SEATTLE — The Young Adult Fiction (YA) genre of books are filled with wonderful stories that teens can relate to. But historically, representation of the queer community in YA has been minimal. We delved into this topic more with author Robbie Couch, whose debut novel "The Sky Blues" was just released.
It's not just the volume of stories told that's at the heart of this issue, but the quality and depth of the narratives as well. While many queer stories center around a character's coming-out arc, the rosy post-coming-out picture they paint doesn't always reflect the reality many queer people face today.
Robbie was intentional about writing a different kind of book: "I wanted to kind of capture that awkward, somewhat contentious, weird space that often happens after a person comes out. And that's where you meet Sky Baker right in chapter one."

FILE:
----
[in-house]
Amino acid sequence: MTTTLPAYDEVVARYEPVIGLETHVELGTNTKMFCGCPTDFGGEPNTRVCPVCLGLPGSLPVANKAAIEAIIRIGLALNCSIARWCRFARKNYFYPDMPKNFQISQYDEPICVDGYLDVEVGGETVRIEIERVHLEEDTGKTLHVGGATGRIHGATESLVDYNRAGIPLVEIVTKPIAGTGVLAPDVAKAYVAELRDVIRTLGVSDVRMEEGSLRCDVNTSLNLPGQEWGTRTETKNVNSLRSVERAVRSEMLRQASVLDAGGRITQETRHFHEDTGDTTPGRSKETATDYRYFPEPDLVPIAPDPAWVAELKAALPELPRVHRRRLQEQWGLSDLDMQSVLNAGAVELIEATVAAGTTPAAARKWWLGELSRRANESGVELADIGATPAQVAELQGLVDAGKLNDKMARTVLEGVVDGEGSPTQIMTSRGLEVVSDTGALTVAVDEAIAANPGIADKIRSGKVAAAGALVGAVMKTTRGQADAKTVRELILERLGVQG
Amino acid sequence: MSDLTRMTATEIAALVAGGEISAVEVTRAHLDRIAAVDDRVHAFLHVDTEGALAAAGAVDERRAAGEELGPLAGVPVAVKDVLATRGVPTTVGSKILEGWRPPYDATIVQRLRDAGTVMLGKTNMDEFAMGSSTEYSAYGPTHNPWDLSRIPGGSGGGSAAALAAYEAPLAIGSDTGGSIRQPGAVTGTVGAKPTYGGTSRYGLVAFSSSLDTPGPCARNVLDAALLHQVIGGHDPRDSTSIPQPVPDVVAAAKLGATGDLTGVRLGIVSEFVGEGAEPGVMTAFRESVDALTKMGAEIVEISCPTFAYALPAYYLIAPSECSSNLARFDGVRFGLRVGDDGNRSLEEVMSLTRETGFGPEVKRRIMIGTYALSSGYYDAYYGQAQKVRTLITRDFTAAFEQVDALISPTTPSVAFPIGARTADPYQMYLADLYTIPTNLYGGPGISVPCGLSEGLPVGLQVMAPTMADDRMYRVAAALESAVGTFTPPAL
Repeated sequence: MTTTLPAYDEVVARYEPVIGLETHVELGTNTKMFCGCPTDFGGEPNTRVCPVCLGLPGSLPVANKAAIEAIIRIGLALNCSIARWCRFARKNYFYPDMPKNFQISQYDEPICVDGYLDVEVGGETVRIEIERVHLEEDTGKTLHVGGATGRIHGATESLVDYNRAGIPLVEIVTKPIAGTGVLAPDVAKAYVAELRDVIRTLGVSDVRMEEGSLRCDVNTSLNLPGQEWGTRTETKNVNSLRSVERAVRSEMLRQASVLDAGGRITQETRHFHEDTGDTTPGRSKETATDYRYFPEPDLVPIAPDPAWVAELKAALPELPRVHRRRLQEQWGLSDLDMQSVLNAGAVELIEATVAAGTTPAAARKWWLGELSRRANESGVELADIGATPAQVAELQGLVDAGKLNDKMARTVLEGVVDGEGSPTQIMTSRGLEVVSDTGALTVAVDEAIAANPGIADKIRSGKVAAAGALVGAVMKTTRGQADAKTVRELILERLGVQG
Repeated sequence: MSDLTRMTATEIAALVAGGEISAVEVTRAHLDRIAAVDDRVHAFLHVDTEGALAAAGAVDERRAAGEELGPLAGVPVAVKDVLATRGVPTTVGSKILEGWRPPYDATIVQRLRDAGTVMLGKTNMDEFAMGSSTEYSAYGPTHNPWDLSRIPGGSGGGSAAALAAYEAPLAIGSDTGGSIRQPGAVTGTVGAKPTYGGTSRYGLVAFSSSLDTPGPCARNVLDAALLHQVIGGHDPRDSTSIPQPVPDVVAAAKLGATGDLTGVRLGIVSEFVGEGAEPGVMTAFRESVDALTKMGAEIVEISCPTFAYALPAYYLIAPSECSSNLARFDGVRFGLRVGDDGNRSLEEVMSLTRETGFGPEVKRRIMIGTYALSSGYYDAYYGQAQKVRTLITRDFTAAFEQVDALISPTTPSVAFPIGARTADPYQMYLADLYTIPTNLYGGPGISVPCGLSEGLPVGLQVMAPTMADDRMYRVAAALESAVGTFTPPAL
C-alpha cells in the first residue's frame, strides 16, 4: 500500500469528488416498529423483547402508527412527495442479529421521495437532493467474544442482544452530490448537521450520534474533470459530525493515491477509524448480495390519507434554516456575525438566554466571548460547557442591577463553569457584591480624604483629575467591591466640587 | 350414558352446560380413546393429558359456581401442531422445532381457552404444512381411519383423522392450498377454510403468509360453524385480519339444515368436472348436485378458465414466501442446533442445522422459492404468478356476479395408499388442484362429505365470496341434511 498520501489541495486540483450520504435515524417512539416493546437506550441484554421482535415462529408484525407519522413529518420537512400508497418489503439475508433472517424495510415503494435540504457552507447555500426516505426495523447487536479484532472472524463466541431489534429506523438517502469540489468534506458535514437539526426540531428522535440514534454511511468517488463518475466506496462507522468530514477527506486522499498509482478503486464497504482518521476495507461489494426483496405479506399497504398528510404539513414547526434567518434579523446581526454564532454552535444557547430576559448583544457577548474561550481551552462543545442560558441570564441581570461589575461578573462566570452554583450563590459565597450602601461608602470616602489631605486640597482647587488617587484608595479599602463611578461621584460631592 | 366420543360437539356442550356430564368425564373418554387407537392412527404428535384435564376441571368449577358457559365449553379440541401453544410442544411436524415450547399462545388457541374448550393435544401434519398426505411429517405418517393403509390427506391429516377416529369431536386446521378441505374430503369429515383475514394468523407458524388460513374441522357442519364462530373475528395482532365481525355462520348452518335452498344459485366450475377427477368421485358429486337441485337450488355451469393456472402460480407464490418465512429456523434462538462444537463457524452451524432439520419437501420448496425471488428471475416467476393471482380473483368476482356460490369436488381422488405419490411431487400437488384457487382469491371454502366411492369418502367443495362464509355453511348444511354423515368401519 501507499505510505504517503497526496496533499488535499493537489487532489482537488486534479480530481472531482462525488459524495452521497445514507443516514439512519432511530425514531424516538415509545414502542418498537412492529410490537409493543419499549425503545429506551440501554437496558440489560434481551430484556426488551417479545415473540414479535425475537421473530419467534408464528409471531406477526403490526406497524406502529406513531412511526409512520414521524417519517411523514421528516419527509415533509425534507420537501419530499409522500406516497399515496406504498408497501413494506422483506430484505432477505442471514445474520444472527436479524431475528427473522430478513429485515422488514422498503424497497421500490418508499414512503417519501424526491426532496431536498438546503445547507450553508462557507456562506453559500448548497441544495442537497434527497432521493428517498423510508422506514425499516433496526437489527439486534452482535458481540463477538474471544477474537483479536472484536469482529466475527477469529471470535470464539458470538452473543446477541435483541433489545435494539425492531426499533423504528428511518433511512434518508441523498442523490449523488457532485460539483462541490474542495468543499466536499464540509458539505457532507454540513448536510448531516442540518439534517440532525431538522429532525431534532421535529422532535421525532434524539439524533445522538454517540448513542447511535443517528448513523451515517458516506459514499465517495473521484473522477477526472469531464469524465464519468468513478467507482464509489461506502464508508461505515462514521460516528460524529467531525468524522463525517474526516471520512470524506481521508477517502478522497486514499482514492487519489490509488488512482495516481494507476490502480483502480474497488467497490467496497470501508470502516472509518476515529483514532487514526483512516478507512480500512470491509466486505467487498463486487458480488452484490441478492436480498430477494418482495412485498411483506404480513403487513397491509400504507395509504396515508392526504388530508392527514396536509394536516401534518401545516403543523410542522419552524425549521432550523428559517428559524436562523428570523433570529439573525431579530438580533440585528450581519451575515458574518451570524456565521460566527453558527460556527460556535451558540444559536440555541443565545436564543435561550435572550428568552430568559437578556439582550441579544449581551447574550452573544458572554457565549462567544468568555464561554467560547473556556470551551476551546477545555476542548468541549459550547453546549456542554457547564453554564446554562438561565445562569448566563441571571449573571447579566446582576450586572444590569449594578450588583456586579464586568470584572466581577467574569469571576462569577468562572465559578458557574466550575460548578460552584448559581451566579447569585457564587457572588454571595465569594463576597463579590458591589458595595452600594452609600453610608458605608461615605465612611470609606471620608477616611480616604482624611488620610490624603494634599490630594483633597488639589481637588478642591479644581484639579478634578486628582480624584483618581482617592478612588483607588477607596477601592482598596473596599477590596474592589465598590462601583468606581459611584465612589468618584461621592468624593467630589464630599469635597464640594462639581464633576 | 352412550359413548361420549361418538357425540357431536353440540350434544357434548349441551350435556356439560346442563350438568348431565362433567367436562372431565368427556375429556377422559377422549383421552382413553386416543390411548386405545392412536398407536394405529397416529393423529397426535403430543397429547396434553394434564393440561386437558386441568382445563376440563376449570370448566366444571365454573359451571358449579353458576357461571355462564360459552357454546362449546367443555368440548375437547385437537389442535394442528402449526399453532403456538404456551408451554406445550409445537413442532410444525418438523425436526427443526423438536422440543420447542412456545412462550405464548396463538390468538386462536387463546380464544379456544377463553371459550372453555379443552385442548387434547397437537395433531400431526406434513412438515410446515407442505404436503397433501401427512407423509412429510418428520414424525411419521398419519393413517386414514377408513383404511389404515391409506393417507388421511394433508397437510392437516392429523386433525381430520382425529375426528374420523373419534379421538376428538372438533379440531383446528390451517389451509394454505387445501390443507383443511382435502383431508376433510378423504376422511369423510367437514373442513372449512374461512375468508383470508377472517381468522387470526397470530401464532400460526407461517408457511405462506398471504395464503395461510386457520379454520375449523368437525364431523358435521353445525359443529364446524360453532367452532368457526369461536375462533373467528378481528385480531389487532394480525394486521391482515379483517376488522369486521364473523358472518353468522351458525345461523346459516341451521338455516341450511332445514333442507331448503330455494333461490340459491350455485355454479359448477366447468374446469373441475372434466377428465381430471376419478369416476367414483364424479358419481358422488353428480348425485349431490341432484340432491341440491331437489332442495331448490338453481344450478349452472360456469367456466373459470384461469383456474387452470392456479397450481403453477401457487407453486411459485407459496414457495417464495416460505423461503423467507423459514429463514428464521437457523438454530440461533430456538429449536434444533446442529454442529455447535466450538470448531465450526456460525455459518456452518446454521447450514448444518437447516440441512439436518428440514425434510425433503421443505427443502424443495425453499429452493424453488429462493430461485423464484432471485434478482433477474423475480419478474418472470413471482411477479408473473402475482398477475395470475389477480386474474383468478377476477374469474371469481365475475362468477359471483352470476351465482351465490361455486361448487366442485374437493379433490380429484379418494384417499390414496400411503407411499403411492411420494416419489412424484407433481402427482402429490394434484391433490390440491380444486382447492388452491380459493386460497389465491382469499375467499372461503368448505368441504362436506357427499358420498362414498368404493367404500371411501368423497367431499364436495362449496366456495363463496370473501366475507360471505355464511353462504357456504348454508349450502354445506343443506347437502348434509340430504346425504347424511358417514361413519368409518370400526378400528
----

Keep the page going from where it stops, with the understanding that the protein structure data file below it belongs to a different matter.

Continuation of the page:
ABOUT THE BOOK:
"Sky Baker may be openly gay, but in his small, insular town, making sure he was invisible has always been easier than being himself. Determined not to let anything ruin his senior year, Sky decides to make a splash at his high school’s annual beach bum party by asking his crush, Ali, to prom—and he has thirty days to do it.
What better way to start living loud and proud than by pulling off the gayest promposal Rock Ledge, Michigan, has ever seen?
Then, Sky’s plans are leaked by an anonymous hacker in a deeply homophobic e-blast that quickly goes viral. He’s fully prepared to drop out and skip town altogether—until his classmates give him a reason to fight back by turning his thirty-day promposal countdown into a school-wide hunt to expose the e-blast perpetrator.
But what happens at the end of the thirty days? Will Sky get to keep his hard-won visibility? Or will his small-town blues stop him from being his true self?"